Like most of its kind, Philips's deck lacks an, so you'll have to program VHS or DVD recordings manually or with the help of VCR Plus. Since there's no IR blaster to change the channel on your cable or satellite set-top box, you'll have to make sure the channel is set correctly for your shows to record.
The DVD recorder works only with DVD+R/RW discs--a bit disappointing, as quad-format DVD recorders such as theand the are becoming more prevalent--but it packs in a reasonable set of recording and editing features. You can divide titles with DVD+RW discs, and with both DVD+Rs and +RWs, you can insert and delete chapter marks, hide chapters, or set a new thumbnail--not bad, especially considering the paltry editing options write-once DVDs typically get. The DVD deck has six recording modes, ranging from M1 (for one hour on a disc) to M6 (six hours), as well as the 2.5-hour M2x mode. Unfortunately, there's no flexible recording option as is found on Panasonic's decks for squeezing odd-timed recordings such as, say, a 160-minute film onto a disc using the best video quality possible.
The Philips DVDR600VR's connections are impressive for a VHS-DVD recorder. In back, you get component-video outputs and inputs--Philips is still the only DVD recorder manufacturer to offer component-video (interlaced only) inputs--and a set of A/V inputs and outputs with S-Video, along with the standard RF input and output jacks and a coaxial digital audio output. Up front you'll find the FireWire input for digital camcorders and an A/V input with S-Video. We would have liked an extra S-Video input and an optical digital audio input in back, but those are just quibbles.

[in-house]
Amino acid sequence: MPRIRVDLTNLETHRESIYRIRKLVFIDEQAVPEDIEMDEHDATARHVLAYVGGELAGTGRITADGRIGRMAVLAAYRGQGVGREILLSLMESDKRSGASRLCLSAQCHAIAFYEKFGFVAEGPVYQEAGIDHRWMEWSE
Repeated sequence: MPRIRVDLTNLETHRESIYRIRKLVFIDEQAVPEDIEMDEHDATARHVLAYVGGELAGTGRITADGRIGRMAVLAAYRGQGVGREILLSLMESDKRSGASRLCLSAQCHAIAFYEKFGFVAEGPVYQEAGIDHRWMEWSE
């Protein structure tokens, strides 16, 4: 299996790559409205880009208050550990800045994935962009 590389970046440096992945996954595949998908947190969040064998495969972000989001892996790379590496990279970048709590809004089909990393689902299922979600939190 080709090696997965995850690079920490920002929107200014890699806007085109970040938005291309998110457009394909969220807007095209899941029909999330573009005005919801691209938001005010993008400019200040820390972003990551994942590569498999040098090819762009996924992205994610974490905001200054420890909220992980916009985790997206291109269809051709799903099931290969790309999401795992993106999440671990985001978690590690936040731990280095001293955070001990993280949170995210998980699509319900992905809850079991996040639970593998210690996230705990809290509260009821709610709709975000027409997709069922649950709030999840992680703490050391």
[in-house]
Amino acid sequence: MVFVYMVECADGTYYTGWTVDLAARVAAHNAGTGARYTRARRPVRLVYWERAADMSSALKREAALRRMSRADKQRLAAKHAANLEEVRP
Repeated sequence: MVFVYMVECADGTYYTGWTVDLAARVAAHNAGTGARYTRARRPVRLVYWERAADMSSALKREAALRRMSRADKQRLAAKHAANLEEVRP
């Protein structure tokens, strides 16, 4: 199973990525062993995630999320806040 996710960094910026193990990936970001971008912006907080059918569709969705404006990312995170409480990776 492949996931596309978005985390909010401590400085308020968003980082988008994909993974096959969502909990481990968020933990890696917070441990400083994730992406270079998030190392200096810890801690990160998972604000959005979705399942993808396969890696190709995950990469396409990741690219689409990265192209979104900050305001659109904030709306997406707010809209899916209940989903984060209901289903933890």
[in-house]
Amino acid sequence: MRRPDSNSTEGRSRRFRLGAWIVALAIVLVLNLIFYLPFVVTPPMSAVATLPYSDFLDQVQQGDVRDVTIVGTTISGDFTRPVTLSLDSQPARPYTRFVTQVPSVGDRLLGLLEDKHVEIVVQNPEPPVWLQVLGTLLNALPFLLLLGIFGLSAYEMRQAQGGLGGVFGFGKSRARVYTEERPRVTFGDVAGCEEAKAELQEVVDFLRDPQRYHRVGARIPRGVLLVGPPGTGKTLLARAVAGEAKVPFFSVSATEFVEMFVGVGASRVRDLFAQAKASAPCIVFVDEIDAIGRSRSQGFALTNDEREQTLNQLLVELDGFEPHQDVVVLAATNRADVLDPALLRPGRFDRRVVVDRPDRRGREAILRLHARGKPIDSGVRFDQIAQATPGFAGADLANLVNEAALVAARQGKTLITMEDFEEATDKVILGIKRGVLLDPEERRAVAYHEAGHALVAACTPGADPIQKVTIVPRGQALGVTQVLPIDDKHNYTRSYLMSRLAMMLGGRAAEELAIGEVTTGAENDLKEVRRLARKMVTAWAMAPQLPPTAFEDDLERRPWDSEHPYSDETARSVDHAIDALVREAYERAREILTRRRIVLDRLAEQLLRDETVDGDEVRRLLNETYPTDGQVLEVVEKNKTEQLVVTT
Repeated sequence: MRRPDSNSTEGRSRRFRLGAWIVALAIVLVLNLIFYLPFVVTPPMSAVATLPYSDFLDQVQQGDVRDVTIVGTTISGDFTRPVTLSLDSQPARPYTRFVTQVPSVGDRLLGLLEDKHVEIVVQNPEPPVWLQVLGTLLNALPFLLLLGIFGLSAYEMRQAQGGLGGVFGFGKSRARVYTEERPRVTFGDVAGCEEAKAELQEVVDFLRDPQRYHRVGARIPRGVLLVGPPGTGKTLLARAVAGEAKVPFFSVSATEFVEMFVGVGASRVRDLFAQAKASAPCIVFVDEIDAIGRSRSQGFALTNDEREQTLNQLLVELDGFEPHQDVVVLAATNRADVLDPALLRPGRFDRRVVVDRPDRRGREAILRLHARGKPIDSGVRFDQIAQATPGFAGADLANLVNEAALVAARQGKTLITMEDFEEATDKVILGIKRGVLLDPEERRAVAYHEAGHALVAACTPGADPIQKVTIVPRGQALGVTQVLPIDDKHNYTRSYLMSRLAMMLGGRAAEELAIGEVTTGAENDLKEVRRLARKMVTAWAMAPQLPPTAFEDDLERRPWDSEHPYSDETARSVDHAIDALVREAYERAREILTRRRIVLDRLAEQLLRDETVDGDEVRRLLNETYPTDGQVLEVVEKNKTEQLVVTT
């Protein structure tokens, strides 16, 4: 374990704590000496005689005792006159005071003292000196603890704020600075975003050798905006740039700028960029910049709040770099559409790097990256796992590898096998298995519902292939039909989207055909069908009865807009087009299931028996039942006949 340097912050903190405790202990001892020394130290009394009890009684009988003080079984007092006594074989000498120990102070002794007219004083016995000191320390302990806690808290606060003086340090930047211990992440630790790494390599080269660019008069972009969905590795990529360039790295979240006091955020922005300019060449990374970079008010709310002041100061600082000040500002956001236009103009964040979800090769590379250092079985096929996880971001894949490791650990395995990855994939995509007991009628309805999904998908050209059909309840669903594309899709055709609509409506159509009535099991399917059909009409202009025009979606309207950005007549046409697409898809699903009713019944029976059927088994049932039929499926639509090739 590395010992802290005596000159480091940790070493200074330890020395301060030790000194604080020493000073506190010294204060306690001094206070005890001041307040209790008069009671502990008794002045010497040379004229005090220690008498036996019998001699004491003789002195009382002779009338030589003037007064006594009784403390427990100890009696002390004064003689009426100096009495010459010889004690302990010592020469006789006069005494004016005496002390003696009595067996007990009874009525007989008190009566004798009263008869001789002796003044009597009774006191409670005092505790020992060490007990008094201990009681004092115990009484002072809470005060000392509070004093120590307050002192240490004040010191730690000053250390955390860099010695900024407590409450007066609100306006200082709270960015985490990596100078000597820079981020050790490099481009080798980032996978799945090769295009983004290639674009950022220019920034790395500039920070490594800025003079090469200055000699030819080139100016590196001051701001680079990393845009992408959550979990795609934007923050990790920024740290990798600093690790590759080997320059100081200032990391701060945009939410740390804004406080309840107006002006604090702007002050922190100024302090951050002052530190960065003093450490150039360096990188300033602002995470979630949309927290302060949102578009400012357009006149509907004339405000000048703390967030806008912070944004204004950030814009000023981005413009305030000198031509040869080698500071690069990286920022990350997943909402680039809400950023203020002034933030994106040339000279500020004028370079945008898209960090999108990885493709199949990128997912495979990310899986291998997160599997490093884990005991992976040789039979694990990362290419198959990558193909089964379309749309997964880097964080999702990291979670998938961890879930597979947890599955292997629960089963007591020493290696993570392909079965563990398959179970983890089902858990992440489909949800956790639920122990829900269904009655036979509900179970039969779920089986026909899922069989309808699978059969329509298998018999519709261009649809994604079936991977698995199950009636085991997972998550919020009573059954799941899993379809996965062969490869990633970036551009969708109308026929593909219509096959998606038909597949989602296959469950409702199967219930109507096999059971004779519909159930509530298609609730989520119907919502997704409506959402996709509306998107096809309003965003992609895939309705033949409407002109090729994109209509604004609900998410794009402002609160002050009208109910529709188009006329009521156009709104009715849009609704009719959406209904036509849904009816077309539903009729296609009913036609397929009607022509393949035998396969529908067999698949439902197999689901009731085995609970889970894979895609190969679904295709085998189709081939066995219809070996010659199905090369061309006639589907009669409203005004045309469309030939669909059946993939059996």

The Philips DVDR600VR's VHS-to-DVD video quality was shockingly bad, by far the worst we've seen in a VHS/DVD combo recorder. Many recent tape/disc combo decks have incorporated some type of video-processing technology to clean up the video on older VHS tapes, but Philips seems to have skipped that for the DVDR600VR. Even worse, the deck could never find the right tracking setting for our 12-year-old test tape, resulting in a noisy, snow-covered image that was marred further by distorted audio. We tried again with a cleaner, 4-year-old cassette; again, the picture was rife with video noise.
The deck's DVD recordings from other external sources were on a par with the competition. In our resolution tests, the Philips scored good marks in its one- and two-hour M1 and M2 recording modes, capturing about 450 lines of horizontal resolution. The recorder's 150-minute M2x recordings also looked sharp, if a shade softer than the M1 and M2 recordings, while our M3 and M4 clip dropped to a much softer 250 lines, as expected. The deck captured fewer than 250 lines in the six-hour M6 modes, but we were surprised by the smooth action of the image, as opposed to the juttery, low-frame-rate images we've seen in other recorders.
Our test recordings of Star Trek: Insurrection looked quite good. The bright, sunlit scene with the flying probes kidnapping the fleeing peasants looked rock-solid in M1 and M2 modes, with some slight background blockiness evident in the M2x mode. The image looked much softer when we cranked down to the M3 speed, with severe blocky MPEG artifacts in the M4 and M6 modes, although we were pleased by the lack of jutter in the action. The deck had a tougher time rendering the smoke during the scenes of the dark, damaged Enterprise bridge; even in the high-quality M1 mode, we noticed some false contouring in the smoke and tiling in the showers of sparks.
The Philips DVDR600VR handles 2:3 pull-down with aplomb, rendering the haystacks and bridges at the beginning of Insurrection with no sign of jaggies.